New Year, New You: Taking A Plan Of Action

A plan of action when recovering from an addiction to drugs and/or alcohol can be helpful because the individual may experience setbacks along the way as they trudge forward.  The process of getting and maintaining sobriety can be uncomfortable in the beginning, which is why figuring out a plan that works for the individual is a great suggestion.  A newly recovering alcoholic and/or addict may still be dealing with areas of unmanageability in their life, which can emphasize how they might benefit from having more structure added to their routine.  In addition to this, it can also bring to attention what may be preventing them from progressing further along in their recovery process.

Plan of Action


Structure is an important and necessary component to the recovering individual’s life.  Without it, they wouldn’t be functional.  Setting up a plan of action and adhering to configuring how to become accustomed to it can provide them comfort because it can bring them consistency.  A recovering individual may need this, especially in the beginning of their recovery when they don’t have the familiarity of substances to resort to as a method of solving their problems.  While they are building healthy coping skills, structure provides a schedule that can help the individual keep themselves accountable for being at locations like work, appointments, and other engagements on time.  When the individual was abusing substances, it’s likely they weren’t as punctual because they were too focused on getting their next fix of the substance.  Now they can be more functional and work toward better time management and more character building exercises.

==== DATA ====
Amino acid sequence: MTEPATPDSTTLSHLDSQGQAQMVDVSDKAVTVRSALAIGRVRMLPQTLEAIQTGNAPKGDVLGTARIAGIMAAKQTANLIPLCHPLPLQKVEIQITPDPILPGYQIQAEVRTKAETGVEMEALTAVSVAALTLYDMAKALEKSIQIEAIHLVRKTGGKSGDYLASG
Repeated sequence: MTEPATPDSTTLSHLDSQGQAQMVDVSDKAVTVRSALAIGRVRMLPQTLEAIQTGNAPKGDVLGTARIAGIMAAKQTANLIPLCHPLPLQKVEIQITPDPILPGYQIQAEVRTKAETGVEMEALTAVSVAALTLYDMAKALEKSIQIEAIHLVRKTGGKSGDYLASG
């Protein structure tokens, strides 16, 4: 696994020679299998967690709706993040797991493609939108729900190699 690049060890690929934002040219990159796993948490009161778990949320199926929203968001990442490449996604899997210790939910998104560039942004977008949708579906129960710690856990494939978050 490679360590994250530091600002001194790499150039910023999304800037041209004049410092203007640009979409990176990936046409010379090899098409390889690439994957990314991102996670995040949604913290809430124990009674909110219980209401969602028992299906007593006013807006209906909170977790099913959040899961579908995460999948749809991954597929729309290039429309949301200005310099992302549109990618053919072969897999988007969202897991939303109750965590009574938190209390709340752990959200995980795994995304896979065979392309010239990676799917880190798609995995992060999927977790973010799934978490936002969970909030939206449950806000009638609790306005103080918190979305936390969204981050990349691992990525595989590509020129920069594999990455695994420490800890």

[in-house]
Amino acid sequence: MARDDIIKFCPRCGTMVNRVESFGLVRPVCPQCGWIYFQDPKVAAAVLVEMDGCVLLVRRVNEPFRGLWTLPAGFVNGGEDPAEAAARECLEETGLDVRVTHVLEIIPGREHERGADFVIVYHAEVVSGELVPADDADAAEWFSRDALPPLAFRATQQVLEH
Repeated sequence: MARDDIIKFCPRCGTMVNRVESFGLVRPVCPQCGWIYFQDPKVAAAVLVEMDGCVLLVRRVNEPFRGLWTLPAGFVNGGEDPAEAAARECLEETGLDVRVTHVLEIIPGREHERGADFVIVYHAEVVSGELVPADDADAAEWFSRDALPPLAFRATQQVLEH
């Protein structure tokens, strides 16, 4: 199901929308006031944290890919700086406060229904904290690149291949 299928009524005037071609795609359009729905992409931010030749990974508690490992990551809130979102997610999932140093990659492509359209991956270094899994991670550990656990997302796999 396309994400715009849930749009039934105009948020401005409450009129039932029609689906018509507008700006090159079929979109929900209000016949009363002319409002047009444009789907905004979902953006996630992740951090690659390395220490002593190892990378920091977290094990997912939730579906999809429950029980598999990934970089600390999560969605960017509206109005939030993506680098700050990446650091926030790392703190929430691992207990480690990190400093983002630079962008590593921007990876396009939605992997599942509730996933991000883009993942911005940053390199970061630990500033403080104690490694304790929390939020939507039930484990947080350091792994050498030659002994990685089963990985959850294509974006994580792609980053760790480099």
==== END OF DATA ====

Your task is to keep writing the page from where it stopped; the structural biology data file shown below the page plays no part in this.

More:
What’s preventing progress in recovery?

Taking a look at this question can push an individual even further along in their program of recovery, which may be exactly what they need.  When they are able to truly look at this type of question and see what’s holding them back, they can begin to focus on making changes.  If they notice they aren’t attending enough meetings, then the individual can amp their 12-step attendance up a bit, or maybe it is time to start adding different meetings into the mix and mingling with some new recovering individuals in the program.  Trust is built when a recovering individual can be authentic with others in their program of recovery.  Growth cannot be brought when the individual remains stagnant and stays doing the same thing continually.  The individual might like trying out new meetings from time to time to meet new recovering individuals nearby.  Another suggestion may be that the individual has stopped listening, so maybe it’s time to reach out to others in their program of recovery and start taking suggestions.  If the individual in recovery isn’t listening to others, they may be at risk of being on a scary self-will run riot [link to blog], which never turns out well for the individual or anyone in their way.  Not only does this prevent their own progress, but the recovering individual will take out others in their program of recovery too.  The individual’s actions impact the lives of others around them.

Unmanageability can be noticed particularly in the early stages of recovery from drug and/or alcohol addiction, which has potential to stunt their growth.  With a plan of action set in place that involves managing structure and taking a look at what may be preventing progress during recovery, addicted individuals can best tap into their program and focus on living a sober lifestyle.

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